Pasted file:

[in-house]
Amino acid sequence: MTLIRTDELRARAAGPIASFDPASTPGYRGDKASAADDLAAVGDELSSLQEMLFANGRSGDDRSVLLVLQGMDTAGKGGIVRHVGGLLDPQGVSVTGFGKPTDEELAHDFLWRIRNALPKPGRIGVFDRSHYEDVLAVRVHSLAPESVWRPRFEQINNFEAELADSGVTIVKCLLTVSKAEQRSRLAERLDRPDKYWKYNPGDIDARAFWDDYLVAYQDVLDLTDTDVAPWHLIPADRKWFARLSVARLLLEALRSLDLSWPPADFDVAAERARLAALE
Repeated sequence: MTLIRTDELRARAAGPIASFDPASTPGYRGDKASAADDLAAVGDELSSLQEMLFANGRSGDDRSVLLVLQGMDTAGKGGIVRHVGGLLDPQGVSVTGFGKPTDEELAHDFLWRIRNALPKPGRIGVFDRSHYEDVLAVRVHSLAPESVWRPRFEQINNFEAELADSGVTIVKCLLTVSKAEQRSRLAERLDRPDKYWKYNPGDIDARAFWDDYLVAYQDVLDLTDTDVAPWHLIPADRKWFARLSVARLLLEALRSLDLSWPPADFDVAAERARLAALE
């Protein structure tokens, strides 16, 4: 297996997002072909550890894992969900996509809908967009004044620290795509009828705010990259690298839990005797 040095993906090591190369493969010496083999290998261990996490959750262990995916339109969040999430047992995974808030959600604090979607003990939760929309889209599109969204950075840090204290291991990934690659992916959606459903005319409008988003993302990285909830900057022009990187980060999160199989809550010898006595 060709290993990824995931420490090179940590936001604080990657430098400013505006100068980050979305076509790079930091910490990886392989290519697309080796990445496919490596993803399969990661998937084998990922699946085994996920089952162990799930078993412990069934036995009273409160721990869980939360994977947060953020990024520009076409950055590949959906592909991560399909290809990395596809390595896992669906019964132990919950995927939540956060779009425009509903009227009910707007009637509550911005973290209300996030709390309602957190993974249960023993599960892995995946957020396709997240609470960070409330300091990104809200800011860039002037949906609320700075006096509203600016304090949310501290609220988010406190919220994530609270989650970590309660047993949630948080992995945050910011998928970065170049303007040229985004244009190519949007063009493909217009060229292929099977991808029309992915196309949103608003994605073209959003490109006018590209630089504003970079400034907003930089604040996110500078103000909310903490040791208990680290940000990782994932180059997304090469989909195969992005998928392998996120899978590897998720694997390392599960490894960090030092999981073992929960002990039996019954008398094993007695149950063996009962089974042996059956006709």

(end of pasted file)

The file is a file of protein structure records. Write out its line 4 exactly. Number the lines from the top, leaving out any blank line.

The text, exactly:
């Protein structure tokens, strides 16, 4: 297996997002072909550890894992969900996509809908967009004044620290795509009828705010990259690298839990005797 040095993906090591190369493969010496083999290998261990996490959750262990995916339109969040999430047992995974808030959600604090979607003990939760929309889209599109969204950075840090204290291991990934690659992916959606459903005319409008988003993302990285909830900057022009990187980060999160199989809550010898006595 060709290993990824995931420490090179940590936001604080990657430098400013505006100068980050979305076509790079930091910490990886392989290519697309080796990445496919490596993803399969990661998937084998990922699946085994996920089952162990799930078993412990069934036995009273409160721990869980939360994977947060953020990024520009076409950055590949959906592909991560399909290809990395596809390595896992669906019964132990919950995927939540956060779009425009509903009227009910707007009637509550911005973290209300996030709390309602957190993974249960023993599960892995995946957020396709997240609470960070409330300091990104809200800011860039002037949906609320700075006096509203600016304090949310501290609220988010406190919220994530609270989650970590309660047993949630948080992995945050910011998928970065170049303007040229985004244009190519949007063009493909217009060229292929099977991808029309992915196309949103608003994605073209959003490109006018590209630089504003970079400034907003930089604040996110500078103000909310903490040791208990680290940000990782994932180059997304090469989909195969992005998928392998996120899978590897998720694997390392599960490894960090030092999981073992929960002990039996019954008398094993007695149950063996009962089974042996059956006709």